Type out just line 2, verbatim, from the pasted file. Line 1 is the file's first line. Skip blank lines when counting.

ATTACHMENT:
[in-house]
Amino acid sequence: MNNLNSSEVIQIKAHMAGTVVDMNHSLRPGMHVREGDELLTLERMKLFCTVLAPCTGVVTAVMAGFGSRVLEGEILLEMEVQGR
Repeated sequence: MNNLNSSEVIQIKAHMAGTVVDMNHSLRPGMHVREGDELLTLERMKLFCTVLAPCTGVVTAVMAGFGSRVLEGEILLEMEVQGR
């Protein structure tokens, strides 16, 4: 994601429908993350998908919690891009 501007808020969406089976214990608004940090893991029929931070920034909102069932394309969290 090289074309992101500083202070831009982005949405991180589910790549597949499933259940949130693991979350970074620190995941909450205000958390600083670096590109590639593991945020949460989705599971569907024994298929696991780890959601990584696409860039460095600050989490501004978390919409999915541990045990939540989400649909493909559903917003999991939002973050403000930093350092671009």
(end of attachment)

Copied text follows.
Amino acid sequence: MNNLNSSEVIQIKAHMAGTVVDMNHSLRPGMHVREGDELLTLERMKLFCTVLAPCTGVVTAVMAGFGSRVLEGEILLEMEVQGR